How to correctly hash passwords in PHP

PHP password hashing and the new password_hash() function

Password hashing is a hot topic with many database breaches resulting in users passwords being revealed due to bad encryption techniques or even worse none at all! Never store a password in plain text, you’re not doing that anyway right?

TL;DR

  • Don’t use MD5, Base64, SHA*** to hash passwords
  • Use the built in password_hash()
  • If password_hash() is not available in your old PHP version use bcrypt

So what’s the problem? Why do we need this new password_hash() function in PHP? Well I’m amazed it’s taken this long for something like this to be implemented. The last ‘wave’ of hashing algorithms came in the form of MD* family, SHA* family, RIPEMD* etc etc Now whilst these give you some level of security the very nature of these algorithms was speed. Speed is the devil when it comes to password hashing. The whole point of hasing a password is to make it slow to ‘dehash’ in other words ‘crack’ using brute force techniques. The other issue with such hashing techniques is they produce the same string if the same password is used by multiple users, this helps facilitate in rainbow table attacks by simply match the hash against a table of ‘stock’ hashes.

There where ways around this which involved complex methods which many new PHP developers where simply unaware of or incapable of implementing properly, these included functions and libraries such as PasswordLib, Bcrypt and PHPASS to name a few. It’s also worth mentioning here the weakness of poorly produced salts can reduce the integrity of the above functions that require them. So there needed to be a sound solution to solve these problems.

password_hash()

In steps password_hash(). The password_hash was first implemented in PHP 5.5 although there is a back port to version 5.3.7 which can be found here: https://github.com/ircmaxell/password_compat working alongside password_verify() PHP developers now have a solid password hashing mechanism with room for improved hashing algorithms in the future without any changes to the code.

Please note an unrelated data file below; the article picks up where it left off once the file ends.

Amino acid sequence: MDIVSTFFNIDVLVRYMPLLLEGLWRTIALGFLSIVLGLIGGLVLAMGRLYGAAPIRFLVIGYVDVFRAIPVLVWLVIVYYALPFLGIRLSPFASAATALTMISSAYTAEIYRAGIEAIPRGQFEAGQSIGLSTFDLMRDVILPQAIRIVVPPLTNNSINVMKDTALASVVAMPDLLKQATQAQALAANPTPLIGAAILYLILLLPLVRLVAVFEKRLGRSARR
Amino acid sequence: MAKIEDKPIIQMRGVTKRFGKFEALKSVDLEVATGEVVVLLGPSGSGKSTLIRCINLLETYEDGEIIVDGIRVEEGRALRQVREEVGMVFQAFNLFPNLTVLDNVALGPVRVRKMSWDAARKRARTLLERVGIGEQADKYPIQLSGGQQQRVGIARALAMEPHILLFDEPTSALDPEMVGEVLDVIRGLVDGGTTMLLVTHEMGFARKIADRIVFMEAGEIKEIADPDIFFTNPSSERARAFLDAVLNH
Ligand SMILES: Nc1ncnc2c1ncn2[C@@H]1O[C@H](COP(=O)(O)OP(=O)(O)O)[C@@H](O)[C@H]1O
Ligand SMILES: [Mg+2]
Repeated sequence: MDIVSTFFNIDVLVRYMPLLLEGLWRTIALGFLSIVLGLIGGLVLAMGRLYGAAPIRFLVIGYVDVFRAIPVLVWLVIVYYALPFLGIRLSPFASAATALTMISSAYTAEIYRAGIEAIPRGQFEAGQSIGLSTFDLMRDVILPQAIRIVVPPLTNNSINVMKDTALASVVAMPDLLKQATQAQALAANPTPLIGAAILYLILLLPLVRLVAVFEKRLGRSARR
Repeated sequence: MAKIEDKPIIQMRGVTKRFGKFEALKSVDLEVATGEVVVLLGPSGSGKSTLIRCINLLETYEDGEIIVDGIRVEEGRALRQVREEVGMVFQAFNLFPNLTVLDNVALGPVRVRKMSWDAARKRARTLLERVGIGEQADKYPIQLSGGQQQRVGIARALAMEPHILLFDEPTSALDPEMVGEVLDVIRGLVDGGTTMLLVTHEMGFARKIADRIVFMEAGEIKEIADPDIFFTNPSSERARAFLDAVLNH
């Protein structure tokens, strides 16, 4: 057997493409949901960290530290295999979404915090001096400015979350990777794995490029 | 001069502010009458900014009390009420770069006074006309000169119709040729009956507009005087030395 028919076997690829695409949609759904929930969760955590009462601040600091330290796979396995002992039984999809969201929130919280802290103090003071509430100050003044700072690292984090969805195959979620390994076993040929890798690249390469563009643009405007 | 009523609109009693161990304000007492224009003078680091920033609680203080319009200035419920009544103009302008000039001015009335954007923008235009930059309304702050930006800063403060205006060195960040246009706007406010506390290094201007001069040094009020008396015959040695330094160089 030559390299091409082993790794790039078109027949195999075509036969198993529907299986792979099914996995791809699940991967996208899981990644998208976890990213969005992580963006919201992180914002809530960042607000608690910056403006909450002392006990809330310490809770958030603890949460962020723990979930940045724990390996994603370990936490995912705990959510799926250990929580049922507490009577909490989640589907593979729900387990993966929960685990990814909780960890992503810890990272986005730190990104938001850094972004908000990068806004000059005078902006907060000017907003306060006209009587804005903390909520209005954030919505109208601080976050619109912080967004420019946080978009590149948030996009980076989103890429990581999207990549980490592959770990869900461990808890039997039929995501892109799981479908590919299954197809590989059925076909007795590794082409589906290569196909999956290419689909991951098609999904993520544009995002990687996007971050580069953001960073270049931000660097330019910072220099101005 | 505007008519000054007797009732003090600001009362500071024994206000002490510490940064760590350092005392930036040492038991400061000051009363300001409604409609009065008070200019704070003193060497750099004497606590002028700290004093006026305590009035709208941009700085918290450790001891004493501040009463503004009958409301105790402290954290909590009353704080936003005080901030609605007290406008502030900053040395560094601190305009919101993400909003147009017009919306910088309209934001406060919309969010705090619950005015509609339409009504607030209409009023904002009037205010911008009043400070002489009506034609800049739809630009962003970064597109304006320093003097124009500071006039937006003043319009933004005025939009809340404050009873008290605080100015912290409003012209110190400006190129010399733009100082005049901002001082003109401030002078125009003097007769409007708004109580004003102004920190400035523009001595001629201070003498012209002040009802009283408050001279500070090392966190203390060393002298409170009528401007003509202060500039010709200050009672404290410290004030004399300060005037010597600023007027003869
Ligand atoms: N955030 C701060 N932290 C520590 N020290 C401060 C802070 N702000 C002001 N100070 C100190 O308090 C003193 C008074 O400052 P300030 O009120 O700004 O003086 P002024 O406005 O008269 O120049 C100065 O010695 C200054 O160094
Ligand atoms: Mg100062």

What is it?

The password_hash() function by default uses the bcrypt algorithm designed by Niels Provos and David Mazieres which is a crtpy() C library scheme based on Blowfish. Why is this important? Well the C library of crypt() has been around for a long time and has stood the test of time very well when accompanied with a salt, there are also many new schemes for crypt() such as Blowfish, SHA2, NT Hash etc adding to its complexity.

The password_hash() function makes it super easy to generate a complex hash string which is also flexible according to your hardware set-up. By default the password_hash() function uses Bcrypt but you also have the option of crypt_blowfish as well. Whats good about this approach is as more hashing algorithms are produced in the future they can easily be added to the PHP core and the PHP core team can also change the ‘default’ option from Bcrypt to something more secure if needs be in the future without you having to worry about the latest attack techniques or make any changes to your code.

What does password_hash() produce?

The password_hash() in its current format as of version 5.5 produces a string containing 60 characters like so:

$2y$10$.vGA1O9wmRjrwAVXD98HNOgsNpDczlqm3Jq7KnEd1rVAGv3Fykk1a

So this gives us a number of things, the first part of the string identifies the version of the algorithm used, in this case $2y$which indicates the password_hash() is uing the latest version of bcrypt which includes some bug fixes found back in 2011. The second section is the 10$ which is the ‘cost’ factor the password_hash() function has used to hash the password. This can be set by passing an options array in to the password_hash() function, you can read my tutorial on how to implement this if you are unsure. Choosing a correct cost factor for your current hardware set-up is important, I have written a tutorial if you are unsure what’s best for your hardware set-up.

The 3rd part of the string is 22 characters long, this is the salt the password_hash() has generated for you. You can pass your own salt using the options array for password_hash() but its highly recommended you don’t us this option and simply use password_hash() built in salt which is generated automatically for you. The password_hash() function uses the /dev/urandom file on unix systems to create the salt which is a pretty solid and tested way of generating a random string, for the unlucky people who are deploying on a Windows based server it will use CryptGenRandom() which also has solid foundations.

The final part of the string is the hash itself. This is the magic moment where your normal human readable (and sometimes not) password is converted into a random string and stored safely.

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